Since being founded in 2012 as a “temporary place for contemporary design”, Depot Basel has questioned and tested all of the assumptions of design curating and exhibitions. The first exhibition, Prelude 01, saw them commission nine designers to make site-specific installations in a massive silo in six days – ambitious is an understatement. In Forum for An Attitude, they did away with the design objects, instead using the limited budget to fly all of the designers over and printed images of the works on foamboard. When the organisation started experiencing teething problems, they reflexively curated an exhibition about collectives, The Collective Intention.

Now, just weeks after winning a Swiss Design Award for their new website, Depot Basel has closed its doors. DAMN talks to co-founder and co-director Matylda Krzykowski, why the contemporary design organisation is going on a three-month break.

Group picture in the first location of Depot Basel, the former silo at Erlenmattareal in Basel, 2012. Commissioned DIY chairs by Christian Horisberger.
DAMN°: Should we be worried, why has Depot Basel closed its doors?

Matylda Krzykowski: What we wanted with Depot Basel was never intended to focus on a physical space. Since our foundation we had three permanent but temporary locations in Basel, while we were also interested in a dialogue beyond our space and also beyond Switzerland. We worked in many other places and countries with various other organisations, institutions and practitioners. In the past couple of years we considered it a strength to apply our experiences and skills in these other places. That is why we closed our permanent location, a former Bureau de Change, which we had occupied since November 2013. We say ‘No space is a good place’. It produces necessary dynamics for the demands of the disciplines we contribute to.

The former Bureau de Change at Voltaplatz, the third space of Depot Basel in Basel, October 2013 – August 2017. Photo: Matylda Krzykowski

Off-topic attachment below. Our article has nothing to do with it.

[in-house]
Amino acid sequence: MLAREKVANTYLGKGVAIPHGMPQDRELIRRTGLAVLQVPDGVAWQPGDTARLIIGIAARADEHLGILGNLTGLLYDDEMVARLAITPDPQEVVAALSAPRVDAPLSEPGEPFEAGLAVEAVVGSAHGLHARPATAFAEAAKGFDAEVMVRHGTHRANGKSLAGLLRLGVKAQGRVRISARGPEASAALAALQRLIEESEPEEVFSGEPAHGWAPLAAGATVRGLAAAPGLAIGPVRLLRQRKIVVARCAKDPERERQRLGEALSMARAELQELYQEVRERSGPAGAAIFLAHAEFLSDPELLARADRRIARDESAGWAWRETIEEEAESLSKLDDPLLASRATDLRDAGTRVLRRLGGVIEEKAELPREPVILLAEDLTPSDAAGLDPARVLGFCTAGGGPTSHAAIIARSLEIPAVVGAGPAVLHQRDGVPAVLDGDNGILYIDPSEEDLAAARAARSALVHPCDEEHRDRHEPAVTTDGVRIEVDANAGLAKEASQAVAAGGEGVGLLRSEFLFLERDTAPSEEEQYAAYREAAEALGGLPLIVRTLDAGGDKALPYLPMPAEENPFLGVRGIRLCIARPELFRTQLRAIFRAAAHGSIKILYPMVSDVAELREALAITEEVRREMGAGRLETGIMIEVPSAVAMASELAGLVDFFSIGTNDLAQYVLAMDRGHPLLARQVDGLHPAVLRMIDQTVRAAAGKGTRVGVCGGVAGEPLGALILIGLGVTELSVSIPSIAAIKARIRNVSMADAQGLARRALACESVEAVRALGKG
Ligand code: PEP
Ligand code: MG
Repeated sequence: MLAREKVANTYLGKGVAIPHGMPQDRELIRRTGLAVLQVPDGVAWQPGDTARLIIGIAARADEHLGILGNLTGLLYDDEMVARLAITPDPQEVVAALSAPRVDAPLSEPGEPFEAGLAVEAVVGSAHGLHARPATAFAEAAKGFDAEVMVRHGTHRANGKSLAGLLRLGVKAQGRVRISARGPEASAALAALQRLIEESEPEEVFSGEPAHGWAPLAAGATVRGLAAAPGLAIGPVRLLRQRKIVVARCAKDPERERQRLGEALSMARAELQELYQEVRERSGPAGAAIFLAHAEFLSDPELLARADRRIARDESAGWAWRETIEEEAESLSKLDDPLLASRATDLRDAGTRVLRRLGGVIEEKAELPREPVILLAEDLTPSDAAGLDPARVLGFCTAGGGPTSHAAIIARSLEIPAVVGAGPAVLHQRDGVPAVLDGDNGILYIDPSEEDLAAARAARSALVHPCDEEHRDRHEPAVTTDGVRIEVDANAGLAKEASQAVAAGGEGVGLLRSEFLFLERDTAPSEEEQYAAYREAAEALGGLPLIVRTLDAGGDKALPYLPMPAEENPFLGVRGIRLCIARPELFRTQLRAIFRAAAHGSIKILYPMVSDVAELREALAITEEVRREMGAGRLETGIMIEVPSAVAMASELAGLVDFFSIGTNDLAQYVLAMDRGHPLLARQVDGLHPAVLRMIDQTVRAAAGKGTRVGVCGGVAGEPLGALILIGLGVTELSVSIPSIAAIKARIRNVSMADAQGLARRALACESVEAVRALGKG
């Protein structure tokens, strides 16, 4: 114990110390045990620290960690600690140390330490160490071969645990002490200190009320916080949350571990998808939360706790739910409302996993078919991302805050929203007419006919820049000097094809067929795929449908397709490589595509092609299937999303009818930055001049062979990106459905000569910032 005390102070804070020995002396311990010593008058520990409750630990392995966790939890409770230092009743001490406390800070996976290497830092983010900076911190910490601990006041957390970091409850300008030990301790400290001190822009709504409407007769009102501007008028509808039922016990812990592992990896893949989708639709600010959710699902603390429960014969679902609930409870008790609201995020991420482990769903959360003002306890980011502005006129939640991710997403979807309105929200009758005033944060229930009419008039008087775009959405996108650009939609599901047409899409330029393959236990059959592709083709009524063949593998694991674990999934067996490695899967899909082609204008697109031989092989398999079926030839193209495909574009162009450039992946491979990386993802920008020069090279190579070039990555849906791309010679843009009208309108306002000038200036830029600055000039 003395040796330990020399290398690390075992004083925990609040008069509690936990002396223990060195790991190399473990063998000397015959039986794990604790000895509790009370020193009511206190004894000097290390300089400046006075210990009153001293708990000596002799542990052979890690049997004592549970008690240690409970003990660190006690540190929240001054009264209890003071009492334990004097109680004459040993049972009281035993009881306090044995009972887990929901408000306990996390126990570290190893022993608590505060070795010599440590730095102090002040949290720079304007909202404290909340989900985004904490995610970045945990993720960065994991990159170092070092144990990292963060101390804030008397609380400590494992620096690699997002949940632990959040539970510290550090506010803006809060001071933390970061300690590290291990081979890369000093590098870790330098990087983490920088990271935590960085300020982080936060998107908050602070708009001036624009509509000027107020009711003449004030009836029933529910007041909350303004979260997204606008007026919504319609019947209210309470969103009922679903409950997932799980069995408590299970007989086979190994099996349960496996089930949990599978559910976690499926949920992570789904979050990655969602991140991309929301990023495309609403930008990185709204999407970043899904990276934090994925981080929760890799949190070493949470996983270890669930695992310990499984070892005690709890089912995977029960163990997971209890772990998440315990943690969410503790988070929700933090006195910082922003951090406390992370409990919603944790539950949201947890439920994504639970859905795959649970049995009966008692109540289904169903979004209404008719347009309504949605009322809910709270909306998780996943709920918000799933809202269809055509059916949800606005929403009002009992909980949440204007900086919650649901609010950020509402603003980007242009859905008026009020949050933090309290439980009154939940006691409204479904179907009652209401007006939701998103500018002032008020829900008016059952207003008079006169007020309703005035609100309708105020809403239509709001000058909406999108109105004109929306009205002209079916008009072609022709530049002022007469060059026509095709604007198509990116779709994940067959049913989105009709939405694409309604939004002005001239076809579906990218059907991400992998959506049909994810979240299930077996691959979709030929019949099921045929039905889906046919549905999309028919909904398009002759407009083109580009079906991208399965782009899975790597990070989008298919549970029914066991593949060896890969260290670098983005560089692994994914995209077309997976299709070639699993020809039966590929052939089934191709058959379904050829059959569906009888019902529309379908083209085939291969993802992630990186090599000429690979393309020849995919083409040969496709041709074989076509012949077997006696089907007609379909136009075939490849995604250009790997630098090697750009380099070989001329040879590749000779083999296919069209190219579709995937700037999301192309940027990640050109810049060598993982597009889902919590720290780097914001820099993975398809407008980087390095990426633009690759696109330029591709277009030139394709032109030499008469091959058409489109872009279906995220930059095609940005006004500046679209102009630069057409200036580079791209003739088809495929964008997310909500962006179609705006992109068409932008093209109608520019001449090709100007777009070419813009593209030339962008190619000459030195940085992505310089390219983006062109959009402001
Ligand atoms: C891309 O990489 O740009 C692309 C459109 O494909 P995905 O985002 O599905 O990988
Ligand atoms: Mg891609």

Since 2011, Depot Basel has mutated and evolved several times. Can you give us a brief history of the dynamic organism? 

From the beginning Depot Basel was an organisation that had to reinvent itself regularly based on resources: from project opportunities and financial assets to (wo)manpower. We started with a flat hierarchy of six people – myself, Laura Pregger, Moritz Walther, Elias Schäfer, Julia Landsiedl and Katharina Altemeier – with various backgrounds. Within a short time, we were only four people, and than five again when Rebekka Kiesewetter joined in 2012. In 2013 we split the organisation in two paid director’s positions, an accountant and an honorary board, which we meet every two or three months. The classic formula was problematic within our group, because we stopped having frequent dialogues. At some point, almost all founding members left. We continued with many temporary and regular contributors. For additional advice and expertise, we built an external board in 2015. Looking at historical and contemporary collectives, all have an expiry date. I think when you start doubting the collective intention, people have to leave or push the restart button together. We decided to do the latter. After a break, we will come back together in November 2017. We will develop Depot Basel further, exactly as we do with design.

What was the thinking behind your award-winning website and will it play more of a role in Depot Basel's future?

Originating from the holdings of Depot Basel, the Online Depot is in itself a form of permanent exhibition and a virtual space in which design is discussed, explored and developed. We had the interest to build something that is accessible to everyone, everywhere. It is not only a website, but a tool for contemporary discourse. The three areas in the menu are called ‘foundation’ (including all formats, all projects), ‘motivation’ (including the contributors, vocabulary, service etc.) and ‘information’ (including basic information about Depot Basel). All content is interlinked with each other. You are basically lead from a project to a contributor to another project, for example. Luke Archer from Omnigroup and I imagined the visitor walking through an endless online exhibition that appears timeless, zooms in and zooms out of the content, and is continuously evolving.

What does this mean for your own work? Will you be working more independently?

I became a designer because I want my mind to never age. I don’t aim to stop producing, questioning and moving work forward. As an individual, you are some sort of maverick. Working in a group makes it easier to elucidate the context of your work. Ideally I will find an adherence to a commercial or cultural group, project or job in order to continue to address topics. I am particularly interested in topics rather than disciplines. Being trained as designer offers you the foundation to act in various roles – curator, mentor, director and educator. Admittedly, I am drawn to leadership positions.